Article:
We only sell products we know about and believe in.
Trade prices on all products, recently manufactured and in stock.
Clear despatch times and next day delivery to most of the UK.
We supply data sheets and application guides with every order.
After taking the paint off to reveal a bare metal surface it was important to make sure that flash rusting did not take place. We had a really good summer and the chances of rain were minimal but we still overcoated the bare steel with a “holding primer”. This is a very thin quick drying (dry to touch in around 5 minutes) coating that prevents rusting for up to 6 months. A holding primer is ideal in situations where the preparation is done in stages over a period of time. The product we used was Jotun Muki EPS. Muki EPS is a two-pack epoxy which you can also weld direct to. Muki EPS has a pot life of 24-36 hours depending on temperature so if we mixed too much on one day we were able to save it for use the next day or even the day after.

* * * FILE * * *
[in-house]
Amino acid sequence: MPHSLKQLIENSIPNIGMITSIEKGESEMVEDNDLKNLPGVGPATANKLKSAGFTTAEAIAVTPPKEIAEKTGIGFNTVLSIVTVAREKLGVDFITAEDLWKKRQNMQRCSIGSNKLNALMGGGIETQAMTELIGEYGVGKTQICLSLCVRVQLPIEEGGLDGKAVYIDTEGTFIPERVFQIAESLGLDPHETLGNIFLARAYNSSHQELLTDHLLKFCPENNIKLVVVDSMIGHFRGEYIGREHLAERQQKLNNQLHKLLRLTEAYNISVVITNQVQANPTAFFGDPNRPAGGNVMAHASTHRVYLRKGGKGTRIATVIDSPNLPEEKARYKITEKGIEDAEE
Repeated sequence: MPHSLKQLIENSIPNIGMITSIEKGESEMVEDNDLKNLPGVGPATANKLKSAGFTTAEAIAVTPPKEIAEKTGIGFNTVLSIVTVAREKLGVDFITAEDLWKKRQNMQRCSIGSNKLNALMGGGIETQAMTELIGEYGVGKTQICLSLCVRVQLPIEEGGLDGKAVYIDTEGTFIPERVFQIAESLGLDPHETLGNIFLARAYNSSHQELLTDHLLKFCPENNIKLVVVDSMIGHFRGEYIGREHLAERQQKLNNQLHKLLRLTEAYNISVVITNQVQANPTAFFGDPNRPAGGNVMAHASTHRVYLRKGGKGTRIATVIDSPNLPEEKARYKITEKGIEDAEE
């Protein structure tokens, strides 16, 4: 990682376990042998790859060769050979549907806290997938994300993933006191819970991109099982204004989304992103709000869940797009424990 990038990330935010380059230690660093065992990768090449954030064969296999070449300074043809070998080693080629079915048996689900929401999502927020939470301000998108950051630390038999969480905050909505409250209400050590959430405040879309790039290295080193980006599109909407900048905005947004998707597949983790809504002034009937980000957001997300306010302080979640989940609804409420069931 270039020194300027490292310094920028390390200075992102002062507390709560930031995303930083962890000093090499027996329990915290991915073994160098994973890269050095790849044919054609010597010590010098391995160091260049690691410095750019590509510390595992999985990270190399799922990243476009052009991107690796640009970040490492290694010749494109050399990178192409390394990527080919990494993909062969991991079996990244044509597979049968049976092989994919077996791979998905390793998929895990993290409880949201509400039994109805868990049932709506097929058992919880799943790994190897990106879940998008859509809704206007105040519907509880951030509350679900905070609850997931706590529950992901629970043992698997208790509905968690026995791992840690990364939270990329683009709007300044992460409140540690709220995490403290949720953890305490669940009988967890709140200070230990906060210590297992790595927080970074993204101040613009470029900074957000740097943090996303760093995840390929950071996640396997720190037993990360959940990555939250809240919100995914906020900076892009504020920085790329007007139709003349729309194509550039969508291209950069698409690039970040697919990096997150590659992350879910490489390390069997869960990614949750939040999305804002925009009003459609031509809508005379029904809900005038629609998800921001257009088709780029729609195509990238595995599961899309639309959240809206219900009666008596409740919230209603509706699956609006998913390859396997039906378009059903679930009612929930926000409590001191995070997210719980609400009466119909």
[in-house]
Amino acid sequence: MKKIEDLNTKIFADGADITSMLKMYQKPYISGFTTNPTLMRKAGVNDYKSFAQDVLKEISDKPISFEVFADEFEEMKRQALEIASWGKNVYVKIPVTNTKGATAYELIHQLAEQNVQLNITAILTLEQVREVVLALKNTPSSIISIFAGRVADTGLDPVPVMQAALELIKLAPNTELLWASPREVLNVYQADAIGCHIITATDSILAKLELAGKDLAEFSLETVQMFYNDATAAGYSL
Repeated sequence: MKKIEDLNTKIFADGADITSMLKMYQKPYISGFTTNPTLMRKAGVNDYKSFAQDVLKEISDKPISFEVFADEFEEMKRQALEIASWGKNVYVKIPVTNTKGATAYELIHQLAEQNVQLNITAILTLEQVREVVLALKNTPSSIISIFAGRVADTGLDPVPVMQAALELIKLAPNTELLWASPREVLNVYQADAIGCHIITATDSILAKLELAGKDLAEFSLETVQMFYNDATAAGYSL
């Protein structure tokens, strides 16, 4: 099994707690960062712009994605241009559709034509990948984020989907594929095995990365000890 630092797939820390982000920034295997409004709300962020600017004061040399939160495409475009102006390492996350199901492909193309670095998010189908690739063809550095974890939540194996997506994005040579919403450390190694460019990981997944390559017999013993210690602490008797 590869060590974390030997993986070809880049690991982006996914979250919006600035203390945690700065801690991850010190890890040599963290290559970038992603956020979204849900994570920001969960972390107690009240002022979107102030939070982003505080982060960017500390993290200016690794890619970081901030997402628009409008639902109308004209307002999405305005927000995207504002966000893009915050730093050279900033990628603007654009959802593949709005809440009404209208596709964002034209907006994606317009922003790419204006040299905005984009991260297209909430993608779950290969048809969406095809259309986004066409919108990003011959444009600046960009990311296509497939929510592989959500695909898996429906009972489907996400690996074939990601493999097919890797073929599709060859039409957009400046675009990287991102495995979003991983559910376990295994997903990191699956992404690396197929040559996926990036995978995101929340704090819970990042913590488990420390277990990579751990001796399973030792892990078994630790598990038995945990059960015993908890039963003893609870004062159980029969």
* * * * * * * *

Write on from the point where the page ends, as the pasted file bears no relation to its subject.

It was something of a surprise to us that despite a thorough hull survey we still found small areas of corrosion once all the paint had been removed from the hull. What was of real concern is that the majority of the corrosion was in the same area, where the heads are located. It is logical to us now and speaking to other boat owners is known as a problem area for steel boats but that this area had not been targeted specifically for testing by the surveyor.
We got our own hammer and went medieval on the hull whacking it all over in a grid pattern to see if we could find any other areas. We found another area by the galley, again obvious when you think about it, but nothing else which was a relief. What this did mean is that the project took a whole other direction as now we had to start removing the interior to get to the damaged areas in the hull. We eventually removed everything in the heads (including the black water tank) and also a fresh water tank that was located forward of the heads. We concluded that the most corrosion was actually under the fresh water tank which we assumed was either due to it ‘sweating’ or leaking forming a constant pool of water in the bilge (see Part 5 for further bilge problems). Once the interior was removed we were able to cut out the corroded areas and weld in new plates.
It is interesting to see in the images below just how localised the corrosion was and how little the surrounding plate had been affected. The corrosion was from the inside where water lying against the frames had been unable to drain into the bilge. The photos show corrosion so localised that within 2 – 3cm of a hole the hull was full thickness (4.4mm) with no corrosion at all.